Let $G$ be a connected, reductive group over a local field $k$, and let $^LG$ be the Langlands dual group. As explained by Borel in his article in the Corvallis proceedings, the general local Langlands correspondence should give (1) a partition of the classes of irreducible admissible representations of $G(k)$ into finite sets, called L-packets, and (2) a bijection between the L-packets and the equivalence classes of admissible homomorphisms of the Weil-Deligne group $W_k'$ into $^LG$.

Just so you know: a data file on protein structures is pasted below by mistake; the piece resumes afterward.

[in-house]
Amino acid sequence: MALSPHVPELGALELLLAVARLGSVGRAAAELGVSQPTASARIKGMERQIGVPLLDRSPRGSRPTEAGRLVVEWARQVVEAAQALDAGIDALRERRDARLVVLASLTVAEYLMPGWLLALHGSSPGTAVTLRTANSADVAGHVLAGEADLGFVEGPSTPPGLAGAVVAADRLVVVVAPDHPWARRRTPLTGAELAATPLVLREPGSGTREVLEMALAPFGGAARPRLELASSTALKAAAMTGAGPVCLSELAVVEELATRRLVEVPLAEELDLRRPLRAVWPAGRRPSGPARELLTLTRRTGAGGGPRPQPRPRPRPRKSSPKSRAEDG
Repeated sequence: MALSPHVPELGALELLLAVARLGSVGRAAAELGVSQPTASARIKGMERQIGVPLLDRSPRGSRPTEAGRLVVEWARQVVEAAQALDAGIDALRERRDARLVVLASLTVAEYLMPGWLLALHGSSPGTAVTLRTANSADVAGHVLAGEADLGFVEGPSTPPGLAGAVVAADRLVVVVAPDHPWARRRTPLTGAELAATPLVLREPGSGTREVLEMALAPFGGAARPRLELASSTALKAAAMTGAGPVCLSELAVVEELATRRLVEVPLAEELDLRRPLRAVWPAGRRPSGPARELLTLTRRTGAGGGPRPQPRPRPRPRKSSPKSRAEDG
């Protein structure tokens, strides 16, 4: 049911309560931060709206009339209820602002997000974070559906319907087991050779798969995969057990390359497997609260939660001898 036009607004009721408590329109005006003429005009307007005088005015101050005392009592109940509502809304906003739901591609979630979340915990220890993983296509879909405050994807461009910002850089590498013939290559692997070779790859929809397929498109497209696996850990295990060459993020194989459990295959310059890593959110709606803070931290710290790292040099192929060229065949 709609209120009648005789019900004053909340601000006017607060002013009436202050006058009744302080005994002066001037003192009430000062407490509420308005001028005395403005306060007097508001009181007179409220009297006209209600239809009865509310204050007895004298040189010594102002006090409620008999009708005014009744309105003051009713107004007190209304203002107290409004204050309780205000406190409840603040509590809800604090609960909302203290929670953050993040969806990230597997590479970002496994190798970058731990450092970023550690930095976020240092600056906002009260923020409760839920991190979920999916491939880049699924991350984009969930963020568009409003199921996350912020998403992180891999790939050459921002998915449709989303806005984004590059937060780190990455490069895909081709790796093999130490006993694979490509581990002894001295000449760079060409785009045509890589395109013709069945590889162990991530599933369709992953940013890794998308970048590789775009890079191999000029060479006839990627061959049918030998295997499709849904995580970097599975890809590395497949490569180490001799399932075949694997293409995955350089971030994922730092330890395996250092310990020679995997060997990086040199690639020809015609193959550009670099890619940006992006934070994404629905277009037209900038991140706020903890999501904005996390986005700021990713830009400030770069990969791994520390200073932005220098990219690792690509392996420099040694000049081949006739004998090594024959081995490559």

When $G = \operatorname{GL}_n$, the L-packets are just singleton sets. I believe that only the local Langlands conjectures for $\operatorname{GL}_2$ were proved at the time Borel's article was written. There were no worked out examples of L-packets with more than one element at the time, as far as I know.

Why did Borel and others in the 1970s expect the L-packets to be finite? Why do we still expect this today?